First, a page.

The Securities and Exchange Commission has adopted amendments to certain rules governing the money market industry, according to InvestmentNews.
The changes are aimed at reducing the risk of investor runs on money market funds during times of market stress, the SEC said, such as those that occurred in March 2020 at the onset of the pandemic.
Under the revisions, approved by three of the SEC’s five members, minimum liquidity requirements will be increased for money market funds in order to provide more liquidity buffer in the event of rapid redemptions. In addition, the SEC will remove provisions in the current rule that permit a money market fund to suspend redemptions temporarily through a gate. Institutional prime and institutional tax-exempt money market funds will be required to impose liquidity fees when a fund experiences daily net redemptions of over 5 percent of net assets.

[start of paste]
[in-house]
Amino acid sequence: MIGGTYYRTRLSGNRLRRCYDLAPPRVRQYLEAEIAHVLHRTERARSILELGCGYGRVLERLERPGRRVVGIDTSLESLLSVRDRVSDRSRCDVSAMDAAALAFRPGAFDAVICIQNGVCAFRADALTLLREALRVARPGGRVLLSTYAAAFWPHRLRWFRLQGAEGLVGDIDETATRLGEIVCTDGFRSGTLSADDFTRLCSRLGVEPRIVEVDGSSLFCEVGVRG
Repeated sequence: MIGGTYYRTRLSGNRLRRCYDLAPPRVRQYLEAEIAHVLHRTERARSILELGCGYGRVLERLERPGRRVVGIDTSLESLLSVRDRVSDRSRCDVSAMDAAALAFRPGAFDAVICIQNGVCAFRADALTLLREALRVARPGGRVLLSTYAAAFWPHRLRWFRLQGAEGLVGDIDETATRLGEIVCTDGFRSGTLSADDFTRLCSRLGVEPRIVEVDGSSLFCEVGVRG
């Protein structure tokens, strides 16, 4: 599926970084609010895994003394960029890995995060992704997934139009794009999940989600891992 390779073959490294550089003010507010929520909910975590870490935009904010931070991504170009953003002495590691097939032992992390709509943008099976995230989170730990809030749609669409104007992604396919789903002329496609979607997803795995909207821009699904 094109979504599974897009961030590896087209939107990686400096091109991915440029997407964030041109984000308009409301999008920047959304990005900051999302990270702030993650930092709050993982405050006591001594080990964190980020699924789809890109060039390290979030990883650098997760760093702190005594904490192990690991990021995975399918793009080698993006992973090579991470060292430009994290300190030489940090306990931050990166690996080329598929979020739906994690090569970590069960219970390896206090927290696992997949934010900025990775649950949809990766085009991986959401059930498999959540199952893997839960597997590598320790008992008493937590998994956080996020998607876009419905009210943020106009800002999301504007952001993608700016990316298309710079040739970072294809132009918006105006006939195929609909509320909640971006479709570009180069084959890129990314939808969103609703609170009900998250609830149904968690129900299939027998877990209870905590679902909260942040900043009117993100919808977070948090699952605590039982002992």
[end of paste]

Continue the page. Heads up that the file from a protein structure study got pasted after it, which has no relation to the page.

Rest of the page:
But the commission also decided not to adopt a new pricing structure known as “swing pricing, which had been opposed by some asset managers in the industry. It would impose a fee on investors redeeming shares in money market funds by adjusting a fund’s net asset value. Opponents asserted this would make funds more costly and less attractive while causing institutional money market funds’ assets to decline.
“Money market funds – nearly $6 trillion in size today – provide millions of Americans with a deposit alternative to traditional bank accounts,” said SEC Chair Gary Gensler. “Money market funds, though, have a potential structural liquidity mismatch. As a result, when markets enter times of stress, some investors – fearing dilution or illiquidity – may try to escape the bear. This can lead to large amounts of rapid redemptions. Left unchecked, such stress can undermine these critical funds. I support this adoption because it will enhance these funds’ resiliency and ability to protect against dilution.”
Gensler said the rules would have the effect of making money market funds more resilient, liquid and transparent.
The rule amendments will become effective 60 days after publication in the Federal Register with a tiered transition period for funds to comply. The reporting form amendments will become effective June 11, 2024.
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